Turkey may have pushed ahead with a far-reaching oil deal with the Iraqi region of Kurdistan, an accord that could shake up the political and economic boundaries of the Middle East.
Bloomberg is reporting that the agreement was signed during a visit last month between Turkish Prime Minister Recep Tayyip Erdogan and Iraqi Kurdish Prime Minister Nechirvan Barzani. Quartz has been unable to immediately confirm the report, but the news agency said it is quoting two sources.
Under the agreement last month, Bloomberg said, Kurdistan would supply Turkey directly with oil, defying Baghdad, which has said that any such deal absent its express approval violates Iraqi sovereignty. As part of the deal, Turkey could take over the Kurdish government’s share of a big oil concession run by ExxonMobil.
By creating an independent financial channel for Kurdistan, Erdogan would be broadening out a political initiative under way with his own Kurdish population. Under that domestic initiative, Turkey would grant far greater political rights to the Kurds. The two moves combined—in Turkey and Iraq—have stirred the Kurdish population of Syria as well, and could lead to a grand political awakening that has been fiercely opposed in all three countries because Kurdish activists have sought independence. The political transformation could also cascade into Iran, which has its own Kurdish population.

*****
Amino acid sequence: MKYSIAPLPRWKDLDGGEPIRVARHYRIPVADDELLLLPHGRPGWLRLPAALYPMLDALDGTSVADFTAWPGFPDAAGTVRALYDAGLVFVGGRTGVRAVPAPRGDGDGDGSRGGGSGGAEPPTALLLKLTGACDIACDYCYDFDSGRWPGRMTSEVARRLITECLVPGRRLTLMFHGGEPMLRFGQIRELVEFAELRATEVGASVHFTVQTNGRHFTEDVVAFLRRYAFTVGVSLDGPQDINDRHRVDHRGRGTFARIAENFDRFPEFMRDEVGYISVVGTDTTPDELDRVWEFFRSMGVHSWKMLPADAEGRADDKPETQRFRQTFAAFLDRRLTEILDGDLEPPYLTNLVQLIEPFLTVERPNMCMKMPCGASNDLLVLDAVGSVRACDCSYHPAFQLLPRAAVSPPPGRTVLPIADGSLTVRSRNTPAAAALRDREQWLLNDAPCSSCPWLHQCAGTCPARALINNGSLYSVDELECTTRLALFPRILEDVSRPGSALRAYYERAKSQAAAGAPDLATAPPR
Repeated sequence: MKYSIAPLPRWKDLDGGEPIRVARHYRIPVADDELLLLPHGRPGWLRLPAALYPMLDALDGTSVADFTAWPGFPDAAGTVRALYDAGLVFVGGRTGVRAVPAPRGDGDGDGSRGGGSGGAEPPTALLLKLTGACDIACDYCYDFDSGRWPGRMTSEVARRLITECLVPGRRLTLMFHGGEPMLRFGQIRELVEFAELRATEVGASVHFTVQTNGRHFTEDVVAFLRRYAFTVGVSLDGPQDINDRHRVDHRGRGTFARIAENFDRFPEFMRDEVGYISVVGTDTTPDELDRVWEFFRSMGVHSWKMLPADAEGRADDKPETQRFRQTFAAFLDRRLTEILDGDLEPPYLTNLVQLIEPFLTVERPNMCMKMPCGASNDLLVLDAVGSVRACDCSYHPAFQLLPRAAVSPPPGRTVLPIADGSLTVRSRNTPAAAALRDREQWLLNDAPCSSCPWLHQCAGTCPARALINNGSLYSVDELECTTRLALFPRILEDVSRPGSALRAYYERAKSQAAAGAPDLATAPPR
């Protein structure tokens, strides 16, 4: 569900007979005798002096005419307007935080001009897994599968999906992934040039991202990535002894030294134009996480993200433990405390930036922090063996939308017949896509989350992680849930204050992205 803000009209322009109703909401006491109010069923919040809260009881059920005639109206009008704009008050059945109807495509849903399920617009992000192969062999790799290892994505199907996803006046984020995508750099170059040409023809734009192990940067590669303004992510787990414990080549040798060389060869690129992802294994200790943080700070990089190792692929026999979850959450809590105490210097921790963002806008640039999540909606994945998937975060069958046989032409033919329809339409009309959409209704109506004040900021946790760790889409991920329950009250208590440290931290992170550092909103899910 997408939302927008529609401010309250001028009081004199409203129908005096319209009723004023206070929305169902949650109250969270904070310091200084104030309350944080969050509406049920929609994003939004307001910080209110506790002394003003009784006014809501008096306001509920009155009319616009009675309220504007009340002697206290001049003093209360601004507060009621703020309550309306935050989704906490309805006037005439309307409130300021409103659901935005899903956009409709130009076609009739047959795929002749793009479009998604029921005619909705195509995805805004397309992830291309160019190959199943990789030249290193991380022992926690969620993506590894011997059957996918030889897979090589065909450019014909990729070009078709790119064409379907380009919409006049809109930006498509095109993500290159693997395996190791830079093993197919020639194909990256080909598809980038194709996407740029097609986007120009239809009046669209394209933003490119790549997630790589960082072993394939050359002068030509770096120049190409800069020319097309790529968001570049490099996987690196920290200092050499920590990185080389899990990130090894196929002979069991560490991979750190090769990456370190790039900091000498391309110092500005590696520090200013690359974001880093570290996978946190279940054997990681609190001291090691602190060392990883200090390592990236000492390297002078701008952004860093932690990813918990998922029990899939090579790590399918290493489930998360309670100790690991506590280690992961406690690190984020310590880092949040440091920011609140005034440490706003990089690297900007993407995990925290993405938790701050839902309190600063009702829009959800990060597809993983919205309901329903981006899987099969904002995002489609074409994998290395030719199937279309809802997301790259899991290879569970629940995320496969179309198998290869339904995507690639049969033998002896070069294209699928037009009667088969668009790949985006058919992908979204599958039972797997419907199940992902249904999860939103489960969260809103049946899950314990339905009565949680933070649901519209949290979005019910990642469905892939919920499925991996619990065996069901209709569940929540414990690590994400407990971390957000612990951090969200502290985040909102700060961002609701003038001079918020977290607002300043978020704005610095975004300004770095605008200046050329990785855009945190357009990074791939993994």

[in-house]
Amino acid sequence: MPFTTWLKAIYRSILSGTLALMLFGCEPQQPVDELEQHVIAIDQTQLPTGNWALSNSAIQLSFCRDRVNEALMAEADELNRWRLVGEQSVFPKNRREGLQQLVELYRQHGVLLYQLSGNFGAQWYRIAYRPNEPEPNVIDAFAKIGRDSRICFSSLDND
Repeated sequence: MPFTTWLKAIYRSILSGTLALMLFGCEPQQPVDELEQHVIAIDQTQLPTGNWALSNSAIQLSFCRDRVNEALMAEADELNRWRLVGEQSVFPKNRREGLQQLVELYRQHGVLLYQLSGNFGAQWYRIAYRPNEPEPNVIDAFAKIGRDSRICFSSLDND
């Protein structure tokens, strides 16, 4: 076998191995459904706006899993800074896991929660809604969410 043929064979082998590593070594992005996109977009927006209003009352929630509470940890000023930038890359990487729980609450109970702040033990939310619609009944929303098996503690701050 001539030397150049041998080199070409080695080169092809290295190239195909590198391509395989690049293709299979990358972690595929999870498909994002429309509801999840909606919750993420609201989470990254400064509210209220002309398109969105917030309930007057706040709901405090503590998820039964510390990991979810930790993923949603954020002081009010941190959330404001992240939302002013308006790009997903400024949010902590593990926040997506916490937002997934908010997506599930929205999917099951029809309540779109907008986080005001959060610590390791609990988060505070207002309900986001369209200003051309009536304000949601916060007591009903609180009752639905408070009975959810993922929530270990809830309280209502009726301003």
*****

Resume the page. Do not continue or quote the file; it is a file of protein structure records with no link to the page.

Erdogan may have a selfish political dimension to his activities—analysts say he is campaigning for the Kurdish vote in his own country, where he would like to amend the constitution to create a strong presidential system, and then run for president.
ExxonMobil declined to comment. But it has rights to six oil-exploration blocks, including in areas disputed between Kurdistan and Baghdad. Baghdad officials have threatened military action if any drilling takes place in such areas. Analysts say that is a bluff.
Kurdistan is poised to raise its oil exports to 250,000 barrels a day this year, and to two million barrels a day before the end of the decade. Turkey, which in 2011 spent $59 billion on oil and gas imports, seeks to reduce its energy import bill.
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